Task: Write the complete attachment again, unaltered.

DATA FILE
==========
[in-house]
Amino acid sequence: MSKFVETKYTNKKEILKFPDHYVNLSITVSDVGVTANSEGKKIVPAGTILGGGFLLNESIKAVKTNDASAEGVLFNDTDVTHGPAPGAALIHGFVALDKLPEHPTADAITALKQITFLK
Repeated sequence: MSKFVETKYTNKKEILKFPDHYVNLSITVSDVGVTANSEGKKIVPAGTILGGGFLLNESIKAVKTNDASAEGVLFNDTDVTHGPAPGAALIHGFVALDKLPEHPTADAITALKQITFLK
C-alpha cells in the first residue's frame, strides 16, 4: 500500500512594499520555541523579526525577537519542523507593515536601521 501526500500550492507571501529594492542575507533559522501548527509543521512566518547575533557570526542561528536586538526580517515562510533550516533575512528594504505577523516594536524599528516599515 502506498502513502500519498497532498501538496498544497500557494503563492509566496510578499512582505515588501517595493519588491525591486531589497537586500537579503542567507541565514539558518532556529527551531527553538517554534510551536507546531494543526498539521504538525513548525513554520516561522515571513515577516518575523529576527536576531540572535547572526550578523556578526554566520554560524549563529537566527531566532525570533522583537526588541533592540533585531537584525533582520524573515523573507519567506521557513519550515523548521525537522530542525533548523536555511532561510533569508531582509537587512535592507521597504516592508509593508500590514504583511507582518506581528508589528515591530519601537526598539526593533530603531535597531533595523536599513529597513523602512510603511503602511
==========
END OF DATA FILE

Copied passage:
[in-house]
Amino acid sequence: MSKFVETKYTNKKEILKFPDHYVNLSITVSDVGVTANSEGKKIVPAGTILGGGFLLNESIKAVKTNDASAEGVLFNDTDVTHGPAPGAALIHGFVALDKLPEHPTADAITALKQITFLK
Repeated sequence: MSKFVETKYTNKKEILKFPDHYVNLSITVSDVGVTANSEGKKIVPAGTILGGGFLLNESIKAVKTNDASAEGVLFNDTDVTHGPAPGAALIHGFVALDKLPEHPTADAITALKQITFLK
C-alpha cells in the first residue's frame, strides 16, 4: 500500500512594499520555541523579526525577537519542523507593515536601521 501526500500550492507571501529594492542575507533559522501548527509543521512566518547575533557570526542561528536586538526580517515562510533550516533575512528594504505577523516594536524599528516599515 502506498502513502500519498497532498501538496498544497500557494503563492509566496510578499512582505515588501517595493519588491525591486531589497537586500537579503542567507541565514539558518532556529527551531527553538517554534510551536507546531494543526498539521504538525513548525513554520516561522515571513515577516518575523529576527536576531540572535547572526550578523556578526554566520554560524549563529537566527531566532525570533522583537526588541533592540533585531537584525533582520524573515523573507519567506521557513519550515523548521525537522530542525533548523536555511532561510533569508531582509537587512535592507521597504516592508509593508500590514504583511507582518506581528508589528515591530519601537526598539526593533530603531535597531533595523536599513529597513523602512510603511503602511